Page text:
Leadership Council for Human Rights

~ Feet in the mud, head in the sky ~

Friday, September 29, 2006

Baha'i case postponed by the Egyptian courts again

Since April, when a lower court upheld the right of a Baha’i couple to include their true religious identity on government documents, the case has been challenged and postponed for seven months.

The Egyptian government appealed the ruling in May, and a court hearing was scheduled for June 19th. However, the Court commissioner’s advisory report was not submitted in time for the hearing, resulting in a delay of the case until September 16th.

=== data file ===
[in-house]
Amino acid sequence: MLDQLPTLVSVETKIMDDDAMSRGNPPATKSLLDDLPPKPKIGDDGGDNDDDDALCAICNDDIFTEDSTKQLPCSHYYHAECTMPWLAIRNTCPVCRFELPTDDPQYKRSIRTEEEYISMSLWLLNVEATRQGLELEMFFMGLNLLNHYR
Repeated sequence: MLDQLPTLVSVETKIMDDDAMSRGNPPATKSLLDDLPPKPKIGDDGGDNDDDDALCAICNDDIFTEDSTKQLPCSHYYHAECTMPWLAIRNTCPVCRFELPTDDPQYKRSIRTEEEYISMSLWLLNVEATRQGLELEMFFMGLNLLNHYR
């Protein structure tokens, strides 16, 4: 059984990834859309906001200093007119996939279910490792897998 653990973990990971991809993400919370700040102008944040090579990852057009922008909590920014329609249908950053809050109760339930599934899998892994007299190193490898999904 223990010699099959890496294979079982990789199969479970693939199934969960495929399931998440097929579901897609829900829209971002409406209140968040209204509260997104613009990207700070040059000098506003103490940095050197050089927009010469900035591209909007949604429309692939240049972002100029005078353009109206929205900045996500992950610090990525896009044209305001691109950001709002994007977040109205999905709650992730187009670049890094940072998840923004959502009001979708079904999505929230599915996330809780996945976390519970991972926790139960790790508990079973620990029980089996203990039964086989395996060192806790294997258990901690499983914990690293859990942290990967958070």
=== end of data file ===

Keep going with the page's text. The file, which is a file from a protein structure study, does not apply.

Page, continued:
Then, in a brief hearing on September 16th, the case was yet again postponed until November 20th, still citing the need to await the completion of the advisory report.

The government’s policy before the April ruling allowed people to choose only from three recognized religions—Islam, Christianity and Judaism—on state documents. Baha’i who are unwilling to lie about their religion on government documents are increasingly unable to gain access to basic citizenship rights, including employment, education, medical and financial services.

For the full story, click here.


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